Snakes in the Garden

The World Wide Web is like a vast, sprawling garden, full of endless promise and opportunity. Yet it's a garden where harmful snakes slither. Let me point out four.

The most deadly and ferocious of the snakes is Destruction, a creature that lurks in wait and then strikes without warning. It can attack through bullying or online abuse; something that's not just bad news for children but for adults, too. Now that we are the 'global village', any criticism or attack, however baseless, can spread uncontrollably. Post a single careless tweet in the morning and by the end of the day you find yourself facing a wrecked career and a thousand emails filled with hate. Yet Destruction can also attack stealthily, stalking men and women as they gaze at pornography, quietly luring them into ever darker and more compulsive sites that wreck minds, lives and reputations.

In contrast, Distortion is an often unnoticed snake that attacks through an insidious, slow-acting poison that twists what we think without our realization. Because there is no supervision of the Web, what we read is frequently far from the truth and many websites have an agenda that is often not openly declared. Even seemingly impartial news sites now set out particular views on faith, politics, gender or sexuality in such a way as to make it seem ridiculous to hold any alternative position. Sometimes people make themselves vulnerable to Distortion's poison by seeking out websites that reinforce their own beliefs; so the racists may have their hate invigorated and the materialists may be encouraged in their greed. The Web has a phenomenal ability to amplify feelings of anger, loneliness, grief or lack of worth. Part of the problem is that because we tend to surf the Web in isolation there is no one with us to say, 'Don't be silly. That's nonsense!'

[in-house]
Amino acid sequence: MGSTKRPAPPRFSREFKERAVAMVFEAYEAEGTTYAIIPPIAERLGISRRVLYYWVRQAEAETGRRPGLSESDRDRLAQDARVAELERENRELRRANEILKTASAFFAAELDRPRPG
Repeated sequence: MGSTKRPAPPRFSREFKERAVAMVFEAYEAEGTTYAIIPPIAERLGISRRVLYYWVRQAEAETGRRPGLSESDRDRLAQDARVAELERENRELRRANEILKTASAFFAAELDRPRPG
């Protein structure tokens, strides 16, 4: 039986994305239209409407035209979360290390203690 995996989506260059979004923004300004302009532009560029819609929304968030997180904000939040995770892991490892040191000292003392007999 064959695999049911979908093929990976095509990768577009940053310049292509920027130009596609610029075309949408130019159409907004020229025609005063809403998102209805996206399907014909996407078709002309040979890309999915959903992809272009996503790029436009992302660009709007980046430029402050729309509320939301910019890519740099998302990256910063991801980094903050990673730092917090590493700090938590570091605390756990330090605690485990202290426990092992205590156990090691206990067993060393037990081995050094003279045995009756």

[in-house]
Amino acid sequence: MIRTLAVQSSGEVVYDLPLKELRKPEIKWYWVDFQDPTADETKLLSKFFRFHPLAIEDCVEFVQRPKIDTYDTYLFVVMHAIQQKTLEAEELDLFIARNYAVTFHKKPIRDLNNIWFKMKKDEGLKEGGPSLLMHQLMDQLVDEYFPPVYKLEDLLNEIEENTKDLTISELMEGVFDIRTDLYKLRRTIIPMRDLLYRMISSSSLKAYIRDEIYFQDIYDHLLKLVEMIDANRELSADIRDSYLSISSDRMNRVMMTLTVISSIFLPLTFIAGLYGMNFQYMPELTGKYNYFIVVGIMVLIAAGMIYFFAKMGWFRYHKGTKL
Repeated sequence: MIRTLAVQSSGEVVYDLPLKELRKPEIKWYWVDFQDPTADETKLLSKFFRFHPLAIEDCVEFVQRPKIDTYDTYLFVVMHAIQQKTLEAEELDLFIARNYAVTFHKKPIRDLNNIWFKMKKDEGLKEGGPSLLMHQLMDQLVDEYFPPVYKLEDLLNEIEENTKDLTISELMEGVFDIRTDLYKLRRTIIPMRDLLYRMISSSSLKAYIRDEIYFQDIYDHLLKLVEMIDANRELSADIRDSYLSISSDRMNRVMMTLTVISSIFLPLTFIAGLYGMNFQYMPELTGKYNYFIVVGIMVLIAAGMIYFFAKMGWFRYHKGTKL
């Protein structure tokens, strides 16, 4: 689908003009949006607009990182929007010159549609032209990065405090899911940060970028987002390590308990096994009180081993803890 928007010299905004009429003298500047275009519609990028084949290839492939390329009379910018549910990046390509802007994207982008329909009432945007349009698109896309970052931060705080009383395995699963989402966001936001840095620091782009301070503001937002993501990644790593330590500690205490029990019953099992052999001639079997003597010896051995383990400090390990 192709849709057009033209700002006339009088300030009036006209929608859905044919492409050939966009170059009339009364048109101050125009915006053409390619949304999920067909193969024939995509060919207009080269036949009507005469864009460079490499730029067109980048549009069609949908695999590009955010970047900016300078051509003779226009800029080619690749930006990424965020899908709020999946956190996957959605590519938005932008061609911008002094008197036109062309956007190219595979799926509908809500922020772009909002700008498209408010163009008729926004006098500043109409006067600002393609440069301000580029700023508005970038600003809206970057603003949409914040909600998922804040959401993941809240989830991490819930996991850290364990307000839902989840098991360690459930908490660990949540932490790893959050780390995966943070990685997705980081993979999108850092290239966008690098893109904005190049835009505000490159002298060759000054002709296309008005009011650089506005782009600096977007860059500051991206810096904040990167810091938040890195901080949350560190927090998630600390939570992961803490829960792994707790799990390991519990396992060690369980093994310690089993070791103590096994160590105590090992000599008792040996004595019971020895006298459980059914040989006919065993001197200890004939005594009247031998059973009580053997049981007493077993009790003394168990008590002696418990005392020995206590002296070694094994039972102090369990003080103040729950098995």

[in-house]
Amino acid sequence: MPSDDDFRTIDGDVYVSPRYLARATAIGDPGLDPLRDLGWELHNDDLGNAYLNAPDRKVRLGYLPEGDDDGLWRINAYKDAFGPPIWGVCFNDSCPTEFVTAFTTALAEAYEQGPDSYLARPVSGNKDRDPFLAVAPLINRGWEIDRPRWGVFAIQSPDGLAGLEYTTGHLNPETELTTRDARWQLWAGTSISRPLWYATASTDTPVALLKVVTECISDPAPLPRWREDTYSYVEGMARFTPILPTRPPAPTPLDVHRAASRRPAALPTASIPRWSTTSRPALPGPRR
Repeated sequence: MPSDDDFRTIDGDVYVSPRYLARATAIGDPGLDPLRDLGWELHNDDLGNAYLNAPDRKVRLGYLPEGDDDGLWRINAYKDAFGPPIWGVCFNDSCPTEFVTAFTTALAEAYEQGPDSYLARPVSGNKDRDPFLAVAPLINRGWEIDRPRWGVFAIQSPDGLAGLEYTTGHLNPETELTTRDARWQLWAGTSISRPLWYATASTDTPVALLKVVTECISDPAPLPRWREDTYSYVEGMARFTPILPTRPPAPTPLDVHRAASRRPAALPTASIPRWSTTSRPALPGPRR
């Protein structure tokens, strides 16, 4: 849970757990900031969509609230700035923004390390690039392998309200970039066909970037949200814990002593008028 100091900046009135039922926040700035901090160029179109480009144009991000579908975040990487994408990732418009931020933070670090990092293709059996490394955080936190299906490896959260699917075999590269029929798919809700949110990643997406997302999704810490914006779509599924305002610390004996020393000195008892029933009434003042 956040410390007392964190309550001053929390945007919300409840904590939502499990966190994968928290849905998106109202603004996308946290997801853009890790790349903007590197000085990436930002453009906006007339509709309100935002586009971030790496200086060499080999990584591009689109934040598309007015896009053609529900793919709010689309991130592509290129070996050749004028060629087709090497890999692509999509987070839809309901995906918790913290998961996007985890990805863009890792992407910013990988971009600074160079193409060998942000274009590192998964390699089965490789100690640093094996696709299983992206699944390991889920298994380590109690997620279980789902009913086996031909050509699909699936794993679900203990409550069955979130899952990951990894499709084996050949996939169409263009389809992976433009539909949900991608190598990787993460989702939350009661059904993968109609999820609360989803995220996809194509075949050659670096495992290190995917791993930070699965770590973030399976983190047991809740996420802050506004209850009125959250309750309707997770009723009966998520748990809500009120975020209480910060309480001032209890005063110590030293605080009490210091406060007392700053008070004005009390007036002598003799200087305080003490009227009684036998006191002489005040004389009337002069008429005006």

A third snake, camouflaged and hard to spot, is Deception. We all know about identity theft and scams for tricking us out of our bank details. Yet Deception has other tricks, notably making us unhappy with what we have. So pornography, with its staged artificiality, hints that even the most contented marriage is inadequate. More subtly, innumerable technical websites constantly nudge us that our car, phone or laptop is very much last year's model. Perhaps the most deadly act of Deception, and one that the lonely can fall for, is the lie that to be on the Web is to be part of a community. It isn't: to truly engage in a community is to be linked in a deep, direct way with flesh-and-blood human beings. The community of the Web is only an inadequate shadow of the real thing.

The final snake, Distraction, is a pretty little snake that is utterly harmless but which is so eye-catching that we waste hours watching it. Distraction lures us into following utterly trivial conversations, engaging in pointless forum threads or pursuing endlessly fascinating hyperlinks.

There are many responses to these snakes. The most basic are to recognise that they exist, to walk wary on the Web, to beware of reckless or aimless browsing, to 'abstain from all appearance of evil' (1 Thessalonians 5:22) and, above all, to exercise discipline. Remember, it's not a garden out there, it's a jungle.